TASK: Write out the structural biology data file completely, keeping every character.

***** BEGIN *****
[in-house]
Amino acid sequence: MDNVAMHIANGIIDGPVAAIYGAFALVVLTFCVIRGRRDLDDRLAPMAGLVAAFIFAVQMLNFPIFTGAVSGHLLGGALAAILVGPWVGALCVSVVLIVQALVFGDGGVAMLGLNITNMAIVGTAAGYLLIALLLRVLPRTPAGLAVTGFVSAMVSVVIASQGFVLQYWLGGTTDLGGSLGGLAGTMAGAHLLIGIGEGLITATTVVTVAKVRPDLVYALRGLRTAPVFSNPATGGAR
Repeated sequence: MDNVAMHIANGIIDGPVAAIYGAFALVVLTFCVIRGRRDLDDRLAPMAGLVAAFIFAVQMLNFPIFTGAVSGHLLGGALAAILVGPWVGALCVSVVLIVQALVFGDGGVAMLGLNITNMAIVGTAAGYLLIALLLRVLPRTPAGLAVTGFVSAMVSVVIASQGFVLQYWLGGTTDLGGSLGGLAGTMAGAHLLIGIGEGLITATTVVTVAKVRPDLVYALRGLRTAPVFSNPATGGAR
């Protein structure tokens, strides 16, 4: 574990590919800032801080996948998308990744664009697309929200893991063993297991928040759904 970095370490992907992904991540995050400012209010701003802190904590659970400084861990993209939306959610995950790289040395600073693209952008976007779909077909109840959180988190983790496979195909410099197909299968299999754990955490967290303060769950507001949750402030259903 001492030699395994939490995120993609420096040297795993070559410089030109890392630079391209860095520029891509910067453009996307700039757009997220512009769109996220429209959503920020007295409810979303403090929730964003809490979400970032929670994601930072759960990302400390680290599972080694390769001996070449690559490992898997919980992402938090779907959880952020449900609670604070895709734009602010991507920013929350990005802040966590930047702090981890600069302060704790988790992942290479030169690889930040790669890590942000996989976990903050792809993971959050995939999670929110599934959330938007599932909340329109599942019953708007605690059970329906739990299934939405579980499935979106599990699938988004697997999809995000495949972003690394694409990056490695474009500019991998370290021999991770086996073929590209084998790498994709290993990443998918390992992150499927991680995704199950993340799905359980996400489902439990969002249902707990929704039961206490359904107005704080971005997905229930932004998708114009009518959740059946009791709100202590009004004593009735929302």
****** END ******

[in-house]
Amino acid sequence: MDNVAMHIANGIIDGPVAAIYGAFALVVLTFCVIRGRRDLDDRLAPMAGLVAAFIFAVQMLNFPIFTGAVSGHLLGGALAAILVGPWVGALCVSVVLIVQALVFGDGGVAMLGLNITNMAIVGTAAGYLLIALLLRVLPRTPAGLAVTGFVSAMVSVVIASQGFVLQYWLGGTTDLGGSLGGLAGTMAGAHLLIGIGEGLITATTVVTVAKVRPDLVYALRGLRTAPVFSNPATGGAR
Repeated sequence: MDNVAMHIANGIIDGPVAAIYGAFALVVLTFCVIRGRRDLDDRLAPMAGLVAAFIFAVQMLNFPIFTGAVSGHLLGGALAAILVGPWVGALCVSVVLIVQALVFGDGGVAMLGLNITNMAIVGTAAGYLLIALLLRVLPRTPAGLAVTGFVSAMVSVVIASQGFVLQYWLGGTTDLGGSLGGLAGTMAGAHLLIGIGEGLITATTVVTVAKVRPDLVYALRGLRTAPVFSNPATGGAR
């Protein structure tokens, strides 16, 4: 574990590919800032801080996948998308990744664009697309929200893991063993297991928040759904 970095370490992907992904991540995050400012209010701003802190904590659970400084861990993209939306959610995950790289040395600073693209952008976007779909077909109840959180988190983790496979195909410099197909299968299999754990955490967290303060769950507001949750402030259903 001492030699395994939490995120993609420096040297795993070559410089030109890392630079391209860095520029891509910067453009996307700039757009997220512009769109996220429209959503920020007295409810979303403090929730964003809490979400970032929670994601930072759960990302400390680290599972080694390769001996070449690559490992898997919980992402938090779907959880952020449900609670604070895709734009602010991507920013929350990005802040966590930047702090981890600069302060704790988790992942290479030169690889930040790669890590942000996989976990903050792809993971959050995939999670929110599934959330938007599932909340329109599942019953708007605690059970329906739990299934939405579980499935979106599990699938988004697997999809995000495949972003690394694409990056490695474009500019991998370290021999991770086996073929590209084998790498994709290993990443998918390992992150499927991680995704199950993340799905359980996400489902439990969002249902707990929704039961206490359904107005704080971005997905229930932004998708114009009518959740059946009791709100202590009004004593009735929302």